by Jack Waymire
Anybody can sell investment products whether they are licensed or not. Taken to an extreme a financial advisor may be part of a sophisticated criminal enterprise that makes scams look like real investments.
One of the easiest ways investors can protect their retirement assets is to make sure financial advisors are licensed professionals in good standing with the organizations that licensed them.
Advisors who sell investment products have Series 6 and Series 7 licenses that are issued by FINRA.org. Each advisor has a unique identifier called a CRD number. Investors should require all advisors to provide CRD numbers and use them to check their licensing and compliance records at FINRA.org/BrokerCheck.
Anyone who is selling insurance products has to be licensed to conduct business in a state. Ask for the agents’ license numbers and check them with your state’s Department of Insurance.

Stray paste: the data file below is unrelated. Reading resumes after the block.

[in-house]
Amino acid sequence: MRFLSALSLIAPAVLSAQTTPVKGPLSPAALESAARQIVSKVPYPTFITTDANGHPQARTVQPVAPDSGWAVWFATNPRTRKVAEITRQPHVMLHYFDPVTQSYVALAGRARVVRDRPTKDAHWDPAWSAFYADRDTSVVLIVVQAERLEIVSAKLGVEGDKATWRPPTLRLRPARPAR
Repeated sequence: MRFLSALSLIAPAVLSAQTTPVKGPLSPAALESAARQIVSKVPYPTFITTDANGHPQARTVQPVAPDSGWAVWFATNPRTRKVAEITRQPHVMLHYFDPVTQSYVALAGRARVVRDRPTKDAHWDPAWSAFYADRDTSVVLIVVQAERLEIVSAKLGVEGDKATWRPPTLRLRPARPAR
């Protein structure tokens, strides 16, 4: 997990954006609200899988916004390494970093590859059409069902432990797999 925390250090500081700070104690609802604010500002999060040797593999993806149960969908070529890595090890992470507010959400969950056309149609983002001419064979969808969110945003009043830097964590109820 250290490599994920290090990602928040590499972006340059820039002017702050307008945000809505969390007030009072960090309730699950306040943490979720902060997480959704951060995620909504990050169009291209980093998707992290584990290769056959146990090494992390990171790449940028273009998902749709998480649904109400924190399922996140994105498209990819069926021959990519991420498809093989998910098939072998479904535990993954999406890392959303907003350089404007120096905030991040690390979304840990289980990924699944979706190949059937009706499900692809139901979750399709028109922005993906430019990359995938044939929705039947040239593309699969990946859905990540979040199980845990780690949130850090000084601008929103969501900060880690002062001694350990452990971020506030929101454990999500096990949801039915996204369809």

Use the same process for people selling real estate products (equity and debt). Obtain their license numbers and check them with your state’s Department of Real Estate.
Alternative Investments for Retirement Assets
Investors are also looking for better returns, in particular increased income and reduced risk, when they invest their retirement assets. In many cases, their quests caused them to buy investments that were sold by unlicensed advisors; i.e., real estate property, real estate mortgages, oil and gas investments, and other types of partnership interests. The investors got away from Wall Street, but they jumped from the frying pan into the fire.
Investors may have made themselves easy prey for unlicensed sales representatives. These unlicensed reps can sell unlicensed products with impunity for years. The only time they risk exposure is when an investor files a complaint with a regulatory agency. Then the rep disappears and re-surfaces in another state.
Do not buy, no matter how alluring the sales pitch, from any person or firm who cannot document their licensing. And, spend a few minutes researching the licenses to validate the accuracy of what is told to you. Trust what you see, not what you hear.
Other posts from Jack Waymire
How often have you heard the expression, “You need to spend money to make money?” Usually reserved for...
What you should be asking yourself—and your advisor—while evaluating your portfolio’s 2016 performance. The end of 2016 brought...
Read this timely article if you are planning to change financial advisors or select your first advisor in...